He held open meetings and baptized all those that believed in his teachings. The colonial administration was quick to react and took the opportunity to rally the support of the chiefs using 'moralist' propaganda. In 1933 the NC convened a meeting of chiefs, headmen and 'their people' where it is alleged that they all unanimously condemned Andreas' church on the grounds of his age-then hardly 25 years old. It is given that the elders requested that his activities be banned. The state reacted accordingly and Andreas was not only warned but was actually punished for his "so-called" offenses.He was detained at Chibi several times.

For Shoko the struggle for religious independence did not end there. In 1935 he was stirring religious opinion in the reserves of Fort Victoria district, necessitating yet another Native Board meeting there convened by the Native Commissioner(NC) Victoria (Now Masvingo)in 1936 with strikingly similar consequences as the one at Chibi. This time Shoko earned himself a deportation to his home in Chibi. From then on Shoko's activities were watched closely and the state turned him into a jail-bird frequently in and out of the Chibi BSAP cells. It was in this endless bid to contain him that the N.C. Chibi put him and his followers under some form of house arrest by driving them into one village in the southern part of the district and having their village head reporting to the N.C's office on a monthly basis. The state's reaction to Andreas Shoko's movement was alarmist, equally reflective of the fears it had of African expression .

1948 was a turning point in the history of the ZAFM. For Shoko , as in all struggles, there were struggles within the struggle he led. 1948 was the year in which his church experienced the first schism led by Jeremiah. who broke away to form his own Z.A.F.M in Chief Shindi's area at the southern end of the district. Jeremiah parted from Andreas with about 200 Church members.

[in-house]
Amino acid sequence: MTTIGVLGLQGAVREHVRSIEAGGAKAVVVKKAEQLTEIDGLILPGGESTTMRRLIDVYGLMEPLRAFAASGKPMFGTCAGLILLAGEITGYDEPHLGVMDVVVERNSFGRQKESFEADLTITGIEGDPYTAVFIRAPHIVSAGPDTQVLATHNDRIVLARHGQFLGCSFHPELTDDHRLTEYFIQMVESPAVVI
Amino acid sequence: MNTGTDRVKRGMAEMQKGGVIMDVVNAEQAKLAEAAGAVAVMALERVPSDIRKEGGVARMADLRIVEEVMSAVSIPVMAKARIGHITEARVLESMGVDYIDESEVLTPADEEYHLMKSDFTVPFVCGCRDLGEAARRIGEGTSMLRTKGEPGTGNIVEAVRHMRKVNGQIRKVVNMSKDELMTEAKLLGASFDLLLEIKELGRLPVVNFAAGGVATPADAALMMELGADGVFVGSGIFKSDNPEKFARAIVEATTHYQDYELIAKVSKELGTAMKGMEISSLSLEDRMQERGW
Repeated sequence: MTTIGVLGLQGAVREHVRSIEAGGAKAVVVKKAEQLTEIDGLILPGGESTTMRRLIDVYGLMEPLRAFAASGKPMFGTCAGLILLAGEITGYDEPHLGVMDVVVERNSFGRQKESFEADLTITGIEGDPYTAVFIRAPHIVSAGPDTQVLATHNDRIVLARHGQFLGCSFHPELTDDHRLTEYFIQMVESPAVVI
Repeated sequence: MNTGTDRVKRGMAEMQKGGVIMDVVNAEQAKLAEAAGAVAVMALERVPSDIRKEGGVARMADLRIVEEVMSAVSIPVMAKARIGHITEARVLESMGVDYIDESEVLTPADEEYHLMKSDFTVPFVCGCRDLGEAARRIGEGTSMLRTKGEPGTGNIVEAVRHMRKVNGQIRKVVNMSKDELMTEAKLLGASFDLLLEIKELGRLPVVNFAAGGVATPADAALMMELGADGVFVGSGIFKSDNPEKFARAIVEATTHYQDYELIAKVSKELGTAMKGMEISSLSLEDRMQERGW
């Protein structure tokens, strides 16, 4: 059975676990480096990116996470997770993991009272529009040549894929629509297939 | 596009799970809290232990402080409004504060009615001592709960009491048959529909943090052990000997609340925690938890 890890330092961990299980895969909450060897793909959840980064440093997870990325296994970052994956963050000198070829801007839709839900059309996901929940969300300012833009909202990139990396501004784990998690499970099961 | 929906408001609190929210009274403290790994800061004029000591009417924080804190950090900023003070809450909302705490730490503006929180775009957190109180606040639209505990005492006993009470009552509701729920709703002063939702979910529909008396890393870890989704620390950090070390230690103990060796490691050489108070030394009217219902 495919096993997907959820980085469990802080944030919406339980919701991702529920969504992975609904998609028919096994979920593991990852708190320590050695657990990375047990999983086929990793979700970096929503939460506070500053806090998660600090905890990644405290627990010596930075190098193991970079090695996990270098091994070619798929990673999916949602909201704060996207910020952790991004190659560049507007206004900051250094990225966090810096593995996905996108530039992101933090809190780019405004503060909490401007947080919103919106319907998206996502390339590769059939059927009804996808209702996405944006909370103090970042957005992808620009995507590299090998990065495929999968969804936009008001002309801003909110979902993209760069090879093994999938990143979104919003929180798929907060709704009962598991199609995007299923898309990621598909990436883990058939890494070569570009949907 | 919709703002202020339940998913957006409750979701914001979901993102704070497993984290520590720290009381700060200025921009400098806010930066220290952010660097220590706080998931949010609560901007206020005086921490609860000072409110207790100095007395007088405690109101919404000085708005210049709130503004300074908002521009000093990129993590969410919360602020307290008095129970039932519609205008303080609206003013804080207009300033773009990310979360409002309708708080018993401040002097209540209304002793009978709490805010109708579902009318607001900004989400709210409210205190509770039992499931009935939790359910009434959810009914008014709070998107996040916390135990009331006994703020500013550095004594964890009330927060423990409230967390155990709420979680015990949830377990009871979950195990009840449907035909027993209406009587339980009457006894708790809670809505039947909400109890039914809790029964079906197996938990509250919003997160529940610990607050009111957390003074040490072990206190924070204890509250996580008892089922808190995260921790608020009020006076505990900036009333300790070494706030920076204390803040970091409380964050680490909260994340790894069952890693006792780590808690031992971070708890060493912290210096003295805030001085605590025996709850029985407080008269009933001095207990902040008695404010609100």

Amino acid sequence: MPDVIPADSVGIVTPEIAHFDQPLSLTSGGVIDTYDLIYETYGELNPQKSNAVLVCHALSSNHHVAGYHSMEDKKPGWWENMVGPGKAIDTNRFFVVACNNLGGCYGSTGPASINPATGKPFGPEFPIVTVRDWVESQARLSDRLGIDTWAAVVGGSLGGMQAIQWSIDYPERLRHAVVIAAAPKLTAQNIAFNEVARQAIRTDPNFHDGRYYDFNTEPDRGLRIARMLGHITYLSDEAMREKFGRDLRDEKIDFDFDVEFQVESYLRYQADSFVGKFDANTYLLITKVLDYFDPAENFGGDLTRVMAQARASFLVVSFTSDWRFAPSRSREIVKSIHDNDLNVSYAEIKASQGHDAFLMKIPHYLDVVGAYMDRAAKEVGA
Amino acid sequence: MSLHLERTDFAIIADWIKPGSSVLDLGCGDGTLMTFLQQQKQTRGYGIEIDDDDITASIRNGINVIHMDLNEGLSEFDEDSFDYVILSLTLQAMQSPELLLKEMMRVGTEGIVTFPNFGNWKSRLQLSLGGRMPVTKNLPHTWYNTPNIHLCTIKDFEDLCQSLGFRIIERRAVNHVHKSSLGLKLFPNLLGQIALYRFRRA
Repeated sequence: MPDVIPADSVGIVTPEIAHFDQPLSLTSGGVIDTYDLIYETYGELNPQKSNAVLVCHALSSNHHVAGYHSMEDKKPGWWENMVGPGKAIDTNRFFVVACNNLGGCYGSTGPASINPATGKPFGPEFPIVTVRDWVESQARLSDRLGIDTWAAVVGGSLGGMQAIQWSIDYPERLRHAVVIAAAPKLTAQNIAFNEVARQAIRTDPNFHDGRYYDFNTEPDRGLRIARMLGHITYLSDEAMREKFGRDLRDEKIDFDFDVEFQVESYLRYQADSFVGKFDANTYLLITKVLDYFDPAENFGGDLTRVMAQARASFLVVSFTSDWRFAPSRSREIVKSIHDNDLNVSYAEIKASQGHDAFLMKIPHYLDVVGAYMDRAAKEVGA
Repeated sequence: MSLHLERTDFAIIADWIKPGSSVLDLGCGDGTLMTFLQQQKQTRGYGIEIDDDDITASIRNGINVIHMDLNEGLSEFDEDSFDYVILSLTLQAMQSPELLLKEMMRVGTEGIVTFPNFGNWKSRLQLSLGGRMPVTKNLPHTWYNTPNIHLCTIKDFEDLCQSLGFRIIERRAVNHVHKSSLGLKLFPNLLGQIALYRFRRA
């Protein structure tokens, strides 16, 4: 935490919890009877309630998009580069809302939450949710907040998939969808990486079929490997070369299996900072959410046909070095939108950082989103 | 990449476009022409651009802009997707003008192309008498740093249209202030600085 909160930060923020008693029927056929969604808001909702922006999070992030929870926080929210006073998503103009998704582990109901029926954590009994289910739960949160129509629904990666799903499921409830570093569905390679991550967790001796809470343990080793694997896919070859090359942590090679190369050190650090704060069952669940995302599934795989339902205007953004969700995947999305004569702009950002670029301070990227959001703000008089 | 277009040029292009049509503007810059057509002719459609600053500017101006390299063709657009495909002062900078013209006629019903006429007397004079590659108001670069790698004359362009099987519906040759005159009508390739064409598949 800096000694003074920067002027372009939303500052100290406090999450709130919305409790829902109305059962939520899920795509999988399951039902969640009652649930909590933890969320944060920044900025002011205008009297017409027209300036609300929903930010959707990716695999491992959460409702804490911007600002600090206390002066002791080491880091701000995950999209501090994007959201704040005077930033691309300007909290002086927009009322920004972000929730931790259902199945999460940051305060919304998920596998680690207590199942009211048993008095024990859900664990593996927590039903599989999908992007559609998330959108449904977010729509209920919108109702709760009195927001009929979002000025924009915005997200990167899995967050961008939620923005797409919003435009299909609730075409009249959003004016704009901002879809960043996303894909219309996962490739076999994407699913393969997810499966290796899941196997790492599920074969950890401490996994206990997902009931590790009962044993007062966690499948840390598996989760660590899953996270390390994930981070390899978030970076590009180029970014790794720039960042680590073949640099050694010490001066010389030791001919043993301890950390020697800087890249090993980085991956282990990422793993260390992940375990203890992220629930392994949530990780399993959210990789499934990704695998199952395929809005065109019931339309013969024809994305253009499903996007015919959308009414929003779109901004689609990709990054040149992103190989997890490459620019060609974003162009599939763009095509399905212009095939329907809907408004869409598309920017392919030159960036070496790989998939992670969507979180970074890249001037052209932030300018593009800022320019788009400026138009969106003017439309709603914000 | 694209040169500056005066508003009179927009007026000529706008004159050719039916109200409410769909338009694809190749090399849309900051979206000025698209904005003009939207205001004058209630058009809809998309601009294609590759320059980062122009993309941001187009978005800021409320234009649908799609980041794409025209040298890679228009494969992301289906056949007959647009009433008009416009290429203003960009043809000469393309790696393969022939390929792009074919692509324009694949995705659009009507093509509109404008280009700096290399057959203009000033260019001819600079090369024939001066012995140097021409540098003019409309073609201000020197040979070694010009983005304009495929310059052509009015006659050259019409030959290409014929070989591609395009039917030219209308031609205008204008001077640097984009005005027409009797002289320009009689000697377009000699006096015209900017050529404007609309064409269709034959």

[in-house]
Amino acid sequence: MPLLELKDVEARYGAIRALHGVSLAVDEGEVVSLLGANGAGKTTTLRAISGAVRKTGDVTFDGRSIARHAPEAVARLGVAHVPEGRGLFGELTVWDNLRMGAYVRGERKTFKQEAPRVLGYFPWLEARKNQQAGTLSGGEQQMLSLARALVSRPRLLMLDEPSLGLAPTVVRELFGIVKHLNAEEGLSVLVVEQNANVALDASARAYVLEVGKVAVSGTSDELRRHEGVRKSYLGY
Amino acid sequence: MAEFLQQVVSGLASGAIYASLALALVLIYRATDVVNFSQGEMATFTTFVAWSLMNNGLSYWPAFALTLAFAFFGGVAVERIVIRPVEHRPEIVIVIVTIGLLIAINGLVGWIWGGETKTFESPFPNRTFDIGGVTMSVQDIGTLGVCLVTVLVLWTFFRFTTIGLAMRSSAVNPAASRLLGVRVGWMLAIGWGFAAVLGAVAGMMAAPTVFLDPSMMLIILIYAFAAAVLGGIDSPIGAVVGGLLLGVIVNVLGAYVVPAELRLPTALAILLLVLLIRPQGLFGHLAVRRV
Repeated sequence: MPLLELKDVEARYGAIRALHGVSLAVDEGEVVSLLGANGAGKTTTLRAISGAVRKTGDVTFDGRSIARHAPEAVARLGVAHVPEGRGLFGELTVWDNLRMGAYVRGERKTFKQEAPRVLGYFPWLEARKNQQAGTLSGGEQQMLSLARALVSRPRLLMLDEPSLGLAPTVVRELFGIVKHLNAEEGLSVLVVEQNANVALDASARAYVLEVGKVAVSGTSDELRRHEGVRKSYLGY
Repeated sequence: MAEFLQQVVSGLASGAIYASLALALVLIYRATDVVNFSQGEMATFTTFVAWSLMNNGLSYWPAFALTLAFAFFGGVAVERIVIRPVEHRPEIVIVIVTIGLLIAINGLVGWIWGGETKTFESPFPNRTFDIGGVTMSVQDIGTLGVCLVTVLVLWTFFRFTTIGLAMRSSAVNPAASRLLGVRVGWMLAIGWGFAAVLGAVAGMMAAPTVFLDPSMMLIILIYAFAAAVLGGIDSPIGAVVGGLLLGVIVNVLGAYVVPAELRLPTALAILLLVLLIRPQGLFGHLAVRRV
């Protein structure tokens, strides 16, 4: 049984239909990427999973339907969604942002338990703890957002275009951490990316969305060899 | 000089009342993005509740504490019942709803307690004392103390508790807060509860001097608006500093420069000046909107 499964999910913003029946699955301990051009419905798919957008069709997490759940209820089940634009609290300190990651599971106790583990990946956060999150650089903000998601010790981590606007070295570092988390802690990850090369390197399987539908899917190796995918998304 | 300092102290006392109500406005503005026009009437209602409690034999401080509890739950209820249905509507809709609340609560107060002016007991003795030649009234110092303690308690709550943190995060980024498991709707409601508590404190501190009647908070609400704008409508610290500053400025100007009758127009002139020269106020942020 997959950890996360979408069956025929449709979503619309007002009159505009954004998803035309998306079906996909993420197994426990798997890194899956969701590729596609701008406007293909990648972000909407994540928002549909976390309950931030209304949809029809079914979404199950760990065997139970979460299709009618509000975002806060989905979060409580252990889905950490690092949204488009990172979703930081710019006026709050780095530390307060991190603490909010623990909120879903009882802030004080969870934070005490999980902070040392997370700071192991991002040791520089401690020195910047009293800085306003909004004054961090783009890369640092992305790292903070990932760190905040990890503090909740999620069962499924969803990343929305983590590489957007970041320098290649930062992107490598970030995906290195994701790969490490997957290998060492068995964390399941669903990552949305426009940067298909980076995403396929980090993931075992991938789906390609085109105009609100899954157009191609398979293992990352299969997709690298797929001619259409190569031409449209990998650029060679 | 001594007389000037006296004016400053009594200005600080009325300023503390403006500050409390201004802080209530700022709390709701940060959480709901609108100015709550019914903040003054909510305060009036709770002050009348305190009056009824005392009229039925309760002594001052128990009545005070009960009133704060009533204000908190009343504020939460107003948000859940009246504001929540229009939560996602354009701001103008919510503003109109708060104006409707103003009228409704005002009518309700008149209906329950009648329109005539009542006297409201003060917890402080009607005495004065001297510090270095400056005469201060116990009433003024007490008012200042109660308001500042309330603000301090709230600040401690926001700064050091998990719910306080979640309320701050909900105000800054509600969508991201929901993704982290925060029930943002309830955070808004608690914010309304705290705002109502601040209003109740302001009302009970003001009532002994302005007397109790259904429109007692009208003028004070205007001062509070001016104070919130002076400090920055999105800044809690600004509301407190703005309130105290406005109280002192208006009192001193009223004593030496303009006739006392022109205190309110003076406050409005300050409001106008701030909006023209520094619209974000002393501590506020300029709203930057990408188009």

His main complaint was that 'father' Andreas had introduced polygamy into the Church but he ,himself took a second wife shortly after starting his church. In this case the stated reason for fission was clearly secondary to other motivations There were two other consecutive break always by Rueben and Ruka Changa in 1949 and 1950 respectively.
Rueben lived near the ZAFM but he left the ZAFM to join the Members in Christ Assemblies. Ruka Changa caused a major schism in 1950 when he broke away with hundreds of Church members living in the Belingwe (Now Mberengwa) area. He was, however, unable to maintain his position because his followers flocked back to Andreas.
Eventually he admitted defeat and rejoined the ZAFM himself. However it appeared many of these secessionists had personal agendas against Shoko and as it turned out most disappeared into oblivion while others rejoined him. Shoko nonetheless kept the flag of his revolution flying undeterred.